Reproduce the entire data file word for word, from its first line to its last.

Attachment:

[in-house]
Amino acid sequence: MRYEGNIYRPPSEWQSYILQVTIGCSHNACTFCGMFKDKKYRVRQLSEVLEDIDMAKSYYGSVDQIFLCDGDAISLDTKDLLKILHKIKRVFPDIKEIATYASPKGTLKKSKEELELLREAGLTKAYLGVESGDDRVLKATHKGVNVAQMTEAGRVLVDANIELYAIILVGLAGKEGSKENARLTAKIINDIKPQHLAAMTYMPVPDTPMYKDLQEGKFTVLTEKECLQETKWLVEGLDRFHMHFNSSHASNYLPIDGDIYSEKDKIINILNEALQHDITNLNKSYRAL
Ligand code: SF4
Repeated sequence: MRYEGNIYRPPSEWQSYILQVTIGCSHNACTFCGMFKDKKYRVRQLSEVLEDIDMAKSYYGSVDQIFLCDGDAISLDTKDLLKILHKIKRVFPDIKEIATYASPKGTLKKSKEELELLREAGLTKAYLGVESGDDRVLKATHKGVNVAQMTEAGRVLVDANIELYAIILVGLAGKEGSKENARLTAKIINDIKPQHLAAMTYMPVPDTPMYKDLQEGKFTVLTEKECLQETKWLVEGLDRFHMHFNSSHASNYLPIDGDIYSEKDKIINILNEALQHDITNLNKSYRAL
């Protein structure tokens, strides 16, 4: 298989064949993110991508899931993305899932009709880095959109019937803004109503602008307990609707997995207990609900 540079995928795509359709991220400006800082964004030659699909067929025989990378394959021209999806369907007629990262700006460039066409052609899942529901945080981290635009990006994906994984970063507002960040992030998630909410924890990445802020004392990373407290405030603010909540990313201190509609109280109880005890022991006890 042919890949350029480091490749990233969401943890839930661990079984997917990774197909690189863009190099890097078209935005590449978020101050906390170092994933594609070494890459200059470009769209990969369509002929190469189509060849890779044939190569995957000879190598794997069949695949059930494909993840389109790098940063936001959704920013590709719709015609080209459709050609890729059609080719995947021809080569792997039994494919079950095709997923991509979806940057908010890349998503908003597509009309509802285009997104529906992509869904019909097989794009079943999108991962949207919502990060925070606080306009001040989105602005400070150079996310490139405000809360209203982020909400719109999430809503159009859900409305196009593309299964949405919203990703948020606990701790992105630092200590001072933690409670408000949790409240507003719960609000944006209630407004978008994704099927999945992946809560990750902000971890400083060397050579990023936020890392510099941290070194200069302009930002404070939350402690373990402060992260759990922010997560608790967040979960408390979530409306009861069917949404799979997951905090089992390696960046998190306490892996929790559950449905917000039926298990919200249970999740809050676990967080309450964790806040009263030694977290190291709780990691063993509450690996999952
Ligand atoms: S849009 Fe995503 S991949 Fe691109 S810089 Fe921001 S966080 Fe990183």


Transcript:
[in-house]
Amino acid sequence: MRYEGNIYRPPSEWQSYILQVTIGCSHNACTFCGMFKDKKYRVRQLSEVLEDIDMAKSYYGSVDQIFLCDGDAISLDTKDLLKILHKIKRVFPDIKEIATYASPKGTLKKSKEELELLREAGLTKAYLGVESGDDRVLKATHKGVNVAQMTEAGRVLVDANIELYAIILVGLAGKEGSKENARLTAKIINDIKPQHLAAMTYMPVPDTPMYKDLQEGKFTVLTEKECLQETKWLVEGLDRFHMHFNSSHASNYLPIDGDIYSEKDKIINILNEALQHDITNLNKSYRAL
Ligand code: SF4
Repeated sequence: MRYEGNIYRPPSEWQSYILQVTIGCSHNACTFCGMFKDKKYRVRQLSEVLEDIDMAKSYYGSVDQIFLCDGDAISLDTKDLLKILHKIKRVFPDIKEIATYASPKGTLKKSKEELELLREAGLTKAYLGVESGDDRVLKATHKGVNVAQMTEAGRVLVDANIELYAIILVGLAGKEGSKENARLTAKIINDIKPQHLAAMTYMPVPDTPMYKDLQEGKFTVLTEKECLQETKWLVEGLDRFHMHFNSSHASNYLPIDGDIYSEKDKIINILNEALQHDITNLNKSYRAL
């Protein structure tokens, strides 16, 4: 298989064949993110991508899931993305899932009709880095959109019937803004109503602008307990609707997995207990609900 540079995928795509359709991220400006800082964004030659699909067929025989990378394959021209999806369907007629990262700006460039066409052609899942529901945080981290635009990006994906994984970063507002960040992030998630909410924890990445802020004392990373407290405030603010909540990313201190509609109280109880005890022991006890 042919890949350029480091490749990233969401943890839930661990079984997917990774197909690189863009190099890097078209935005590449978020101050906390170092994933594609070494890459200059470009769209990969369509002929190469189509060849890779044939190569995957000879190598794997069949695949059930494909993840389109790098940063936001959704920013590709719709015609080209459709050609890729059609080719995947021809080569792997039994494919079950095709997923991509979806940057908010890349998503908003597509009309509802285009997104529906992509869904019909097989794009079943999108991962949207919502990060925070606080306009001040989105602005400070150079996310490139405000809360209203982020909400719109999430809503159009859900409305196009593309299964949405919203990703948020606990701790992105630092200590001072933690409670408000949790409240507003719960609000944006209630407004978008994704099927999945992946809560990750902000971890400083060397050579990023936020890392510099941290070194200069302009930002404070939350402690373990402060992260759990922010997560608790967040979960408390979530409306009861069917949404799979997951905090089992390696960046998190306490892996929790559950449905917000039926298990919200249970999740809050676990967080309450964790806040009263030694977290190291709780990691063993509450690996999952
Ligand atoms: S849009 Fe995503 S991949 Fe691109 S810089 Fe921001 S966080 Fe990183």